Report 2001-102 Summary - July 2001
Department of Insurance Conservation and Liquidation Office:
Stronger Oversight Is Needed to Properly Safeguard Insurance Companies' Assets
Our review of the operations and internal controls of the Department of Insurance's (department) Conservation and Liquidation Office (CLO) disclosed that the CLO:
- Does not adequately safeguard and conserve assets that come under
- Has not updated estate closing plans since 1998, and has never included projected cash flow needs in these plans.
- Does not effectively manage its contracts and its basis for allocating certain costs to insurers' estates is inequitable.
- Has never adopted a comprehensive conflict-of-interest policy for its employees and contractors to follow.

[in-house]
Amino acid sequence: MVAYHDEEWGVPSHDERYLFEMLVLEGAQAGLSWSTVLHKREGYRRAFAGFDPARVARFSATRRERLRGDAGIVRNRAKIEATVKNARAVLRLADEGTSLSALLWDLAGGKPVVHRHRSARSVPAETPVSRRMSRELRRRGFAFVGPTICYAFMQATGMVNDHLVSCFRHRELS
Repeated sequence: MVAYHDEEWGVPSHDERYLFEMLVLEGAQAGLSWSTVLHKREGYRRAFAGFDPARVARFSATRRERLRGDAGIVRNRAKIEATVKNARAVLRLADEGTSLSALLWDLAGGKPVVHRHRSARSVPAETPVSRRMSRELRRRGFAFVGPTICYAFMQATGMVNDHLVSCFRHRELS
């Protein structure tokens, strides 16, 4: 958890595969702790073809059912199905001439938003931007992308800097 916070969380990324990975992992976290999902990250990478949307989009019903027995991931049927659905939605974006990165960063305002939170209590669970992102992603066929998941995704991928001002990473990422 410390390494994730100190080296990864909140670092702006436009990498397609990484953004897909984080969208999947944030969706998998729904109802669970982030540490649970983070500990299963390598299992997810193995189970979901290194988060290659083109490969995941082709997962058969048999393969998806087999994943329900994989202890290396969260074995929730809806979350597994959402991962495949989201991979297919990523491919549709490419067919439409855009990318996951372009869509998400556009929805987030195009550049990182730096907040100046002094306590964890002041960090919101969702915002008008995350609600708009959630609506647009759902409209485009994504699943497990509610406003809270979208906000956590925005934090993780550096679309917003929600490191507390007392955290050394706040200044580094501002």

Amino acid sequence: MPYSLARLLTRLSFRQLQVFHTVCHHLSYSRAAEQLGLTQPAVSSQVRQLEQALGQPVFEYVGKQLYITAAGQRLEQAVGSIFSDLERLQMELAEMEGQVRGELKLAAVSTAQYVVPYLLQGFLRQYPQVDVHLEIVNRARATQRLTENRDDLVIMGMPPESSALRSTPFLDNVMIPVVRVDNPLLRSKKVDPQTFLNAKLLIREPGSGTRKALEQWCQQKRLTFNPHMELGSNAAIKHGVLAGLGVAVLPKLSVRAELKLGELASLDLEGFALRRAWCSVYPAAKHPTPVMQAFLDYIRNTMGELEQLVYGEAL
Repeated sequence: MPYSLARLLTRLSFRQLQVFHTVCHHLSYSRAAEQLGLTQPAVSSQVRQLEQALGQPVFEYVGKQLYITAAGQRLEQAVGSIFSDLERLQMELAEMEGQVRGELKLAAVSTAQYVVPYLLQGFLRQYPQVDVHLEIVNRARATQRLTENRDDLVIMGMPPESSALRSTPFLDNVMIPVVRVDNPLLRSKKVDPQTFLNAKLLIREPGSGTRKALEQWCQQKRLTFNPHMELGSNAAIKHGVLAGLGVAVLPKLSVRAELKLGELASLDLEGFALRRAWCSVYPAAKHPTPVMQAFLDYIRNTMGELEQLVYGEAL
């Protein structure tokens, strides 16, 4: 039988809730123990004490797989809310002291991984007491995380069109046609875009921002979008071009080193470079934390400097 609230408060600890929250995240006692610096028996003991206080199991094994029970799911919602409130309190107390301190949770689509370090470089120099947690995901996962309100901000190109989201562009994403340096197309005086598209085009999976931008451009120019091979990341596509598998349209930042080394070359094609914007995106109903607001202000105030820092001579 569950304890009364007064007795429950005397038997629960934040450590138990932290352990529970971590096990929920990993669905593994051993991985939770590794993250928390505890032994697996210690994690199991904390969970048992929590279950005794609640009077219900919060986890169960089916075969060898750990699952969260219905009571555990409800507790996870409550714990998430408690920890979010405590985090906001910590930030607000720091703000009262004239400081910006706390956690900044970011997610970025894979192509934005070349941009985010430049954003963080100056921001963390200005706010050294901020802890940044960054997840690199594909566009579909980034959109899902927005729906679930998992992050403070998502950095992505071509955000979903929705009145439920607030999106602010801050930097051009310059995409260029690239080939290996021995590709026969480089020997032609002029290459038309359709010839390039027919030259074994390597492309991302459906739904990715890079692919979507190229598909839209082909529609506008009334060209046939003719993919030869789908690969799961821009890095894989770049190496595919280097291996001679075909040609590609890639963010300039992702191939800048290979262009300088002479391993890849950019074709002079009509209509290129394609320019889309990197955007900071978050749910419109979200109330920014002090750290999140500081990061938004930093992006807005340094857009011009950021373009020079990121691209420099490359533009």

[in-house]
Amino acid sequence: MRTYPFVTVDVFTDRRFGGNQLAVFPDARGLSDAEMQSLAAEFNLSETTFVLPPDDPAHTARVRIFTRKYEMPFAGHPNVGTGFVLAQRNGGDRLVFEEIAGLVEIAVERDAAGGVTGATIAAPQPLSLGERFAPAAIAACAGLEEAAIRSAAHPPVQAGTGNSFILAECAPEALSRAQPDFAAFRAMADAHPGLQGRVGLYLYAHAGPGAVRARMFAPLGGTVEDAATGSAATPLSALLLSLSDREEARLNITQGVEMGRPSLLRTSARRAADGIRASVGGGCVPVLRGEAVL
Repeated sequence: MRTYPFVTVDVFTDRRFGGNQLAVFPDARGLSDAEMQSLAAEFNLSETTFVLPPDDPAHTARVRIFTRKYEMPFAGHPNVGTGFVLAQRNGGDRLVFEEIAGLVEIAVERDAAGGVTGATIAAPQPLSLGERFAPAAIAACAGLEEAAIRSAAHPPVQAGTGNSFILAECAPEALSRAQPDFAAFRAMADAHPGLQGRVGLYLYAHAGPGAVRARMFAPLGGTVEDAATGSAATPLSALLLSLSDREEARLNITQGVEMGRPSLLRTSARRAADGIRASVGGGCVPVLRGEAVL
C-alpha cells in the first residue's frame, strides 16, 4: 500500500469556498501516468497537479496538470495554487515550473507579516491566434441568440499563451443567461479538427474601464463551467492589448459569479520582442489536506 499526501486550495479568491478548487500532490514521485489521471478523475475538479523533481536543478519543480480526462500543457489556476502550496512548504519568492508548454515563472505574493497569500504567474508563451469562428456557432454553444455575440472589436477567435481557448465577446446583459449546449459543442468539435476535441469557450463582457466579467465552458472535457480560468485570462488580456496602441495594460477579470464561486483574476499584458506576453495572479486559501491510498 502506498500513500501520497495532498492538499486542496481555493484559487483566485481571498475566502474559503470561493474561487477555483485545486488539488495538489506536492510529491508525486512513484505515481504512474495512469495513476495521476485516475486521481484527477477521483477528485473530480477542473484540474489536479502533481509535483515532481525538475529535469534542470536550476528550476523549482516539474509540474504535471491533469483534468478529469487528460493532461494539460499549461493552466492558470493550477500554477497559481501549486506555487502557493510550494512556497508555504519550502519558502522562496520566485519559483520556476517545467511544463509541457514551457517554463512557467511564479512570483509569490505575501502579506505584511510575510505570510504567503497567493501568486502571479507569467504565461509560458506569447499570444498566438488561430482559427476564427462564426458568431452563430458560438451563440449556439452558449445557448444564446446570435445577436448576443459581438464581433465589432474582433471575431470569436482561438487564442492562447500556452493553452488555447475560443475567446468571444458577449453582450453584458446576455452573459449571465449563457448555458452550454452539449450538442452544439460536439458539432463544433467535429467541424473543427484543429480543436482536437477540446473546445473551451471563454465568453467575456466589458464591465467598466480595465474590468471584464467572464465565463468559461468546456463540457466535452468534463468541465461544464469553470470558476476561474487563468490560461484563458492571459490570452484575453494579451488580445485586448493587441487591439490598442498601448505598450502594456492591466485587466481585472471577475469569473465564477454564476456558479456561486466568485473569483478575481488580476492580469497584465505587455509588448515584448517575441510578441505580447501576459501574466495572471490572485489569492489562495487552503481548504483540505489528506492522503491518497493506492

- Spent at least $6 million of insurers' money on a claims processing system that does not meet its needs.
RESULTS IN BRIEF
The Department of Insurance (department) needs to strengthen its oversight of the activities of its Conservation and Liquidation Office (CLO). Through the CLO, the department is responsible for conserving and liquidating certain companies (insurers) doing business in the State that have financial or other problems or that are not authorized to transact business in California. Despite numerous findings in previously issued reports, a lack of adequate oversight and poor management practices still exist at the CLO.